[Erik] wrote in letting us know that he just completed development of the Bobuino, a Arduino based on an ATmega1284. That chip is nice and beefy, most notably for having 16 KB of SRAM but it also boasts 4 KB of EEPROM, and 128 KB of program memory.
But the upgraded chip isn’t the only thing that it brings to the table. It’s easy to spot the on-board SD card slot in the image above. Also of note is the battery-backed DS1307 real time clock with a jumper that will route the square wave output to one of two pins on the microcontroller.
This design is compatible with standard Arduino shields thanks to the familiar pair of pin sockets, and can still be programmed via the USB socket. Since the AVR chip has more IO than normal there’s also pin headers to break out the PORTC pins, for a JTAG connector, and for an RS232 port.
[Victor’s] girlfriend works at a museum and enlisted his expertise in designing an interactive detective game for kids visiting the museum. The vision was for the kids to discover phone numbers that they could call for clues. Originally he planned to display the clues on a character LCD, but obviously it’s much neater to hear the clues in the handset of the phone.
Quickly switching gears, [Victor] dropped the ATtiny2313 and started over with an Xmega chip — in fact, it was our recent Xmega post that inspired him to document his project. The microcontroller is responsible for a lot of goings-on. It scans the key matrix for inputs, simulates the DTMF touch tones, reads audio files from a FAT file system on an SD card, and plays them back over the hand set’s speaker. Since most of the hardware is already built into the phones, it was not hard to fit his add-ons inside the case. A simple audio amplifier circuit joins the microcontroller, which is patched into the rows and columns of the keyboard. Take a gander at the video after the break to see the device in action.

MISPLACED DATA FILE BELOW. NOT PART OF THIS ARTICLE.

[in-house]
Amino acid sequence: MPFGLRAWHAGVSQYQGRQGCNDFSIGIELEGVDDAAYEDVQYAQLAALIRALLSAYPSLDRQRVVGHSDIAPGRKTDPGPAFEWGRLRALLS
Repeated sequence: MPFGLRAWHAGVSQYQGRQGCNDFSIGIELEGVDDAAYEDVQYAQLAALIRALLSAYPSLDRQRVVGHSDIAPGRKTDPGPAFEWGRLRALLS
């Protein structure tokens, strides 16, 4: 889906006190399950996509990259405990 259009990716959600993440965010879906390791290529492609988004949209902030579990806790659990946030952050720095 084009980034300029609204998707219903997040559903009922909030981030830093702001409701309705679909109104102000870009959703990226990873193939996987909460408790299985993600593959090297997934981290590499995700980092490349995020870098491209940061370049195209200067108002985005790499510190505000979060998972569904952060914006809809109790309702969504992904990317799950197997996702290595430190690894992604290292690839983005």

Continue reading “Ever wonder where cool interactive museum exhibits come from?”
If you’ve got some favorite electronic device that includes an SD card slot but doesn’t have a video out port you may be able to push VGA signals through the card reader conductors. That’s exactly what’s going on above with the Ben NanoNote, a sub-$100 Linux device which we’ve seen using its SD card slot as general I/O before.
The hardware to capture the signals includes a breakout board for the card slot. Free-formed on the other end of that connector card is a gaggle of resistor which handle level conversion for the VGA color signals, with a VGA cable taking it from there to the monitor. The software that makes this happen is a dirty hack, blocking all other functions while it displays a still image. But we’re sure that it can be cleaned up somewhat. Just don’t hold out hopes for full-motion video, this little guy just doesn’t have it in him.
[via Dangerous Prototypes via Slashdot]